By Diane Thiel
We've always been out looking for answers,
telling stories about ourselves,
searching for connection, choosing
to send out Stravinsky and whale song,
which, in translation, might very well be
our undoing instead of a welcome.
We launch satellites, probes, telescopes
unfolding like origami, navigating
geomagnetic storms, major disruptions.
Rovers with spirit and perseverance
mapping the unknown. We listen
through large arrays adjusted eagerly
to hear the news that we are not alone.
Considering the history at home,
in houses, across continents, oceans,
even in quests armed with good intentions,
what one seeker has done to another—
what will we do when we find each other?
Diane Thiel, "Listening in Deep Space " from Questions from Outer Space. Copyright © 2022 by Diane Thiel. Reprinted by permission of Red Hen Press.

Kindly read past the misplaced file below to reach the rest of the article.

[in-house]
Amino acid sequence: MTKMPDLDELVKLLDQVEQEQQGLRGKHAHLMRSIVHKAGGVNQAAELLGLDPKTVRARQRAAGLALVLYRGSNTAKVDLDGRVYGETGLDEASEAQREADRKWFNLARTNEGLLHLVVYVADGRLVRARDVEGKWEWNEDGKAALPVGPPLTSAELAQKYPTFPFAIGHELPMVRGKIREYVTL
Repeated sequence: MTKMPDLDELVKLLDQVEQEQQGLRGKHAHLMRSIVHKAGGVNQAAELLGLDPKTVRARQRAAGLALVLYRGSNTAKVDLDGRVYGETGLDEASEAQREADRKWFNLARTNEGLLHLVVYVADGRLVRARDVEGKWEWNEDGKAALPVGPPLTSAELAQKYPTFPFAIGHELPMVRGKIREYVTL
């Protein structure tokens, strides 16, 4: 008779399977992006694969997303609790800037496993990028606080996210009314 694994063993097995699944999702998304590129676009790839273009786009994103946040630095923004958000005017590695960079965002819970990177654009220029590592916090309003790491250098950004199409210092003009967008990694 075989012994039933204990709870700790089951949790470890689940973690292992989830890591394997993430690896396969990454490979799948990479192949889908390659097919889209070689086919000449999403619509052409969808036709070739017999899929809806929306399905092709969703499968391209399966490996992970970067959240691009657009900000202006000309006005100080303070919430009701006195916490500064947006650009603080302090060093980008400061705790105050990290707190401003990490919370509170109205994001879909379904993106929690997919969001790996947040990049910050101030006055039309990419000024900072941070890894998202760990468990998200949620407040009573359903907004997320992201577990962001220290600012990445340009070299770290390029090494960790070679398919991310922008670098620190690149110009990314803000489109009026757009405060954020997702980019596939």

Source: Questions from Outer Space. (Red Hen Press, 2022)
More Poems about Arts & Sciences
Self-Portrait with Sylvia Plath’s Braid
Some women make a pilgrimage to visit it
in the Indiana library charged to keep it safe.
I didn’t drive to it; I dreamed it, the thick braid
roped over my hands, heavier than lead.
My own hair was long for years.
Then I became...
Mommy always wanted
To be famous
She would have us (my sister and me)
In all the talent shows
But I could not carry the harmony
Then she had me
Though The Isley Brothers
Ronald’s sweet voice and Vernon
Doing “the Itch”
Sort of like Michael Jackson
More Poems about Nature
At the Equinox
The tide ebbs and reveals orange and purple sea stars.
I have no theory of radiance,
but after rain evaporates
off pine needles, the needles glisten.
In the courtyard, we spot the rising shell of a moon,
When you caught one to keep,
we took it home and I asked you to teach me.
You showed me how to spike the brain—
I thanked the fish, looked away, pressed down.
We bled it, shaved away the scales,
severed meat from bone.